Separation-Individuation Struggles in Adult life: Leaving Home
focuses on the developmental task of separating from parents and
siblings for individuals and couples who have not been able to
resolve these issues earlier in life. Sarah Fels Usher extends
Mahler's theory, and includes the writing of Loewald and Modell,
among others, stressing the right of adult patients to a separate
life. She describes the predicament of Oedipal victors (or
victims), their introjected feelings of responsibility for their
parents, and their resultant inability to be truly individuated
adults. Difficulties separating from siblings are also given
analytic attention. Usher's experience treating couples adds a new
and powerful dimension to her theory. She is optimistic throughout
about the therapist's ability to help adult patients resolve the
rapprochement sub-phase in a satisfying manner. An additional,
crucial question is raised when the author asks if the therapist
can allow the patient to terminate treatment. Has the therapist
achieved separation from their own parents-or, indeed, from their
analyst? Exploring the plight of patients of the unseparated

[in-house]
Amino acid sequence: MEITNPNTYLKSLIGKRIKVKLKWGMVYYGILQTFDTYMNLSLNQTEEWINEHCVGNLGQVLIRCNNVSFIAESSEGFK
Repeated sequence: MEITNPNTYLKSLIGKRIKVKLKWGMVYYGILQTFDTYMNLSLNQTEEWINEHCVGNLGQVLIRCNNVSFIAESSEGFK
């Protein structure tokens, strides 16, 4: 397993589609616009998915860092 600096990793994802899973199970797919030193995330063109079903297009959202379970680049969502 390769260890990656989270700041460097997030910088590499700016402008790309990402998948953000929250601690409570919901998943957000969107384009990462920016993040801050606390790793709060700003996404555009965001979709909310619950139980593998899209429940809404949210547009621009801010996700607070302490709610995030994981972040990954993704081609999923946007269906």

analyst, Usher describes how these generational factors rear their
unfortunate heads when it is time to end therapy. Listening to
patients from the perspective of separation-individuation is not
new; what is new is Usher's emphasis on how these particular issues
are often masked by significant achievement in adult professional
life. Separation-Individuation Struggles in Adult Life: Leaving
Home will be of great importance for psychoanalysts and
psychoanalytic psychotherapists working with adults, as well as for
clinical postgraduate students.
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Sarah Fels Usher
||Electronic book text
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